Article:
Women in design
As you’ll no doubt have already noticed, today is International Women’s Day, a global celebration of the achievements of women, whether that be political, economic or social.
We were pleased to see women from the creative industries, such as architect Zaha Hadid and graphic novelist and Persepolis author Marjane Satrapi, represented in The Guardian’s Top 100 Inspiring Women (published in today’s G2), even if the list only yields one designer in the shape of fashion heavyweight Stella McCartney.
But International Women’s day should not just be about celebrating influential women, it should be about addressing the persistent gender inequalities that make such a day necessary in the first place.
Sadly, the design industry is just as susceptible to gender inequality as other more traditionally-minded professions. Design Council research has found that that although 70 per cent of design students are women, 60 per cent of the industry is male.
And this inequality is not just an issue that affects senior positions in design. In last year’s Design Week Rising Stars supplement, published in October 2010, only one of our 14 stars - nominated by industry experts and peers - was female.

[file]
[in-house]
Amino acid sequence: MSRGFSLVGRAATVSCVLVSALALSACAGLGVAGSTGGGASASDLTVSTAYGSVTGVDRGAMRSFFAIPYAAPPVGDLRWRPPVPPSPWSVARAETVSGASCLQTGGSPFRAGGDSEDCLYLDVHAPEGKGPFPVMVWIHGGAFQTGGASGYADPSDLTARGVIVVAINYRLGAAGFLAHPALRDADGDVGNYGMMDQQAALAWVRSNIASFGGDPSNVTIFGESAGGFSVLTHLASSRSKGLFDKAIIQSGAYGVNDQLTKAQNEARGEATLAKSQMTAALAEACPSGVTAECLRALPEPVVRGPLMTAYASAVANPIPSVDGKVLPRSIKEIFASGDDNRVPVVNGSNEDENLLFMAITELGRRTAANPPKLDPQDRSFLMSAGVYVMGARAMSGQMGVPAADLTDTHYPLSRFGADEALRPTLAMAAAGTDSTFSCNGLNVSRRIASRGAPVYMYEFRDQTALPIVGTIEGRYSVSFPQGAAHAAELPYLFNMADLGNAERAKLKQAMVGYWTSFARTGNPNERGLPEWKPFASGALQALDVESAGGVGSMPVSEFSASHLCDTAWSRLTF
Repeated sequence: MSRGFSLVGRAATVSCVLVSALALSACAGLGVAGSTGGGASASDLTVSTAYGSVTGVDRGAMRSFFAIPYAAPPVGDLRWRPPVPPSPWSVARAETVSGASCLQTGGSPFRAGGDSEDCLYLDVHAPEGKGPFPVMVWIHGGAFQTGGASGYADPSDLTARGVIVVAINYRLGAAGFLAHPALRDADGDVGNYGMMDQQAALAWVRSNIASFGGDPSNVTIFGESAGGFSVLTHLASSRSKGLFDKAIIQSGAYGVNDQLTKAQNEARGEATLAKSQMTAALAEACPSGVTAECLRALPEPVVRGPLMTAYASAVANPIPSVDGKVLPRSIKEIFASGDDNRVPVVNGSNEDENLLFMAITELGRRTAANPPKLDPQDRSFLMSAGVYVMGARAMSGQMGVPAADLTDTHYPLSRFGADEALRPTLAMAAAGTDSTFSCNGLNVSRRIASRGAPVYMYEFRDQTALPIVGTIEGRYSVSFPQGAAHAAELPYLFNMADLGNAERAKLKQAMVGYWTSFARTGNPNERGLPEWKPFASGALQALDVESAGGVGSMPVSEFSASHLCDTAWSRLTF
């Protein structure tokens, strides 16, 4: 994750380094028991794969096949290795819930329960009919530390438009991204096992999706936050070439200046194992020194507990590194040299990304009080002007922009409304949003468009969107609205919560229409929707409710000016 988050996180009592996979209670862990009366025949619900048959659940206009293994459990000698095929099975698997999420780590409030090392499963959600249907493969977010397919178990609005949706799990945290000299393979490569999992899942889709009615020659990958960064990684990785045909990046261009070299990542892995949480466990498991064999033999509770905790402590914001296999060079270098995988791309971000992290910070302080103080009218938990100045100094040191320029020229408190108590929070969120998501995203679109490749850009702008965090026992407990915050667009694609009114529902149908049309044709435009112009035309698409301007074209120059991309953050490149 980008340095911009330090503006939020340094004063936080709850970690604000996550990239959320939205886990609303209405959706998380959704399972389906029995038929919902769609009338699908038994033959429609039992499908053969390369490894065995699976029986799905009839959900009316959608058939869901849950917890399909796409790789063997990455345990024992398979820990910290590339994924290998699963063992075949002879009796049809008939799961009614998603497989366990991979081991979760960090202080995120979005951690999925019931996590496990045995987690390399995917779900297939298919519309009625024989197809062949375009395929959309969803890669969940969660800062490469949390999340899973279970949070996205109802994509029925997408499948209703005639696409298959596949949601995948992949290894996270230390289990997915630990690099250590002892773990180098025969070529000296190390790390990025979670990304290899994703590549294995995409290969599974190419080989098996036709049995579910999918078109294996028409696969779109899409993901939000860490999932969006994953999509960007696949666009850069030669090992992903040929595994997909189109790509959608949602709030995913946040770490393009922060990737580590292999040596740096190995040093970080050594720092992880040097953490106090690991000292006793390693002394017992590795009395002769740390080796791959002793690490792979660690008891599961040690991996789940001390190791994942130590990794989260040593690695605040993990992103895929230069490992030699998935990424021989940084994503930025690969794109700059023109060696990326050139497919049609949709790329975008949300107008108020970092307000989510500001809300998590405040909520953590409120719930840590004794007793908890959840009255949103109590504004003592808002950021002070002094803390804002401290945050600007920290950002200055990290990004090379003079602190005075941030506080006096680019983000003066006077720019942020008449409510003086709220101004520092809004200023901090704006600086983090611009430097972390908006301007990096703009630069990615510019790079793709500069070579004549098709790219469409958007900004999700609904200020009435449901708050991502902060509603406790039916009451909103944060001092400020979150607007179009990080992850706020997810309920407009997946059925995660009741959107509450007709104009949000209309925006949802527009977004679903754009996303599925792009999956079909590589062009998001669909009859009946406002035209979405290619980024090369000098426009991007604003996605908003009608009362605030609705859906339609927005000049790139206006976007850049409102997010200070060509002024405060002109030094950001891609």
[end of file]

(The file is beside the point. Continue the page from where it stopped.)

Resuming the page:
Design Week features editor Emily Pacey commented at the time, ‘The nominators put [that lack of women represented in the supplement] down to the great number of women who leave design early on in their careers, proving yet again that the industry has a long way to go to accommodate women’s professional requirements and to keep valuable talent feeding the beating heart of design.’
Rising Star Valeria Hedman, the winner of the interiors category, told London-based organisation Birdwatching, ‘That women are less visible in the industry I believe is a complex mix of lack of recognition, entrepreneurship and self-promotion – in that order.
‘So women do need to support each other and give encouragement to strengthen their position (this can also happen with support from men) and speak with the same voice to get the same recognition (and earning power) for equally good work.’
Birdwatching itself launched last year to discuss the issues affecting women in the industry as well as giving recognition to talented practitioners. It provides a creative network, website and programme of talks and exhibitions that promote and celebrate the work of female graphic designers and creators around the globe.
So, lack of recognition, not enough energy spent accommodating women’s professional requirements or a reluctance to ruthlessly promote themselves - what do you think the issues are for women in the design industry? Whatever your sex, we’re keen to hear your views.